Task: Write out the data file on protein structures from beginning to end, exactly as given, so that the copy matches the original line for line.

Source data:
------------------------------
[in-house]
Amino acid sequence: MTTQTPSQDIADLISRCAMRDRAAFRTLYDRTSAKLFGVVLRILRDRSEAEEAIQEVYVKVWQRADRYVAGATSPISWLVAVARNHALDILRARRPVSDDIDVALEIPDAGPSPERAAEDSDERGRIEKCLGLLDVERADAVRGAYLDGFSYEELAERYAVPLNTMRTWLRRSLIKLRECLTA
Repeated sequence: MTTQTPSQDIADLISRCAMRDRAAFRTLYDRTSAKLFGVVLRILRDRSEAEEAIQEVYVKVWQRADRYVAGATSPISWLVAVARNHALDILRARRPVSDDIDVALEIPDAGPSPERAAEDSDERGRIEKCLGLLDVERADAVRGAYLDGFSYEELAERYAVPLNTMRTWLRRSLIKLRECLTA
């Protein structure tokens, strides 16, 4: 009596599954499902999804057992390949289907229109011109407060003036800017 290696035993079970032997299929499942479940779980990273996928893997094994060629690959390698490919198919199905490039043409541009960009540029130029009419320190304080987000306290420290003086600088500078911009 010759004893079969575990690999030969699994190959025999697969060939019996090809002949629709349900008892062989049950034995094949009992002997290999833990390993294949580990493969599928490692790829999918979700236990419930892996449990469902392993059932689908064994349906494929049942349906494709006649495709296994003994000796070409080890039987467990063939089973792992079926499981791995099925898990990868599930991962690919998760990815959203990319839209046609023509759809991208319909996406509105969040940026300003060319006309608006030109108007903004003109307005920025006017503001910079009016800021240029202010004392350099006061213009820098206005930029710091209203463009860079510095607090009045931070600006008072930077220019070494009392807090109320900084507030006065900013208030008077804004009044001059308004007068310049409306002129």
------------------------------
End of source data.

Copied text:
[in-house]
Amino acid sequence: MTTQTPSQDIADLISRCAMRDRAAFRTLYDRTSAKLFGVVLRILRDRSEAEEAIQEVYVKVWQRADRYVAGATSPISWLVAVARNHALDILRARRPVSDDIDVALEIPDAGPSPERAAEDSDERGRIEKCLGLLDVERADAVRGAYLDGFSYEELAERYAVPLNTMRTWLRRSLIKLRECLTA
Repeated sequence: MTTQTPSQDIADLISRCAMRDRAAFRTLYDRTSAKLFGVVLRILRDRSEAEEAIQEVYVKVWQRADRYVAGATSPISWLVAVARNHALDILRARRPVSDDIDVALEIPDAGPSPERAAEDSDERGRIEKCLGLLDVERADAVRGAYLDGFSYEELAERYAVPLNTMRTWLRRSLIKLRECLTA
């Protein structure tokens, strides 16, 4: 009596599954499902999804057992390949289907229109011109407060003036800017 290696035993079970032997299929499942479940779980990273996928893997094994060629690959390698490919198919199905490039043409541009960009540029130029009419320190304080987000306290420290003086600088500078911009 010759004893079969575990690999030969699994190959025999697969060939019996090809002949629709349900008892062989049950034995094949009992002997290999833990390993294949580990493969599928490692790829999918979700236990419930892996449990469902392993059932689908064994349906494929049942349906494709006649495709296994003994000796070409080890039987467990063939089973792992079926499981791995099925898990990868599930991962690919998760990815959203990319839209046609023509759809991208319909996406509105969040940026300003060319006309608006030109108007903004003109307005920025006017503001910079009016800021240029202010004392350099006061213009820098206005930029710091209203463009860079510095607090009045931070600006008072930077220019070494009392807090109320900084507030006065900013208030008077804004009044001059308004007068310049409306002129």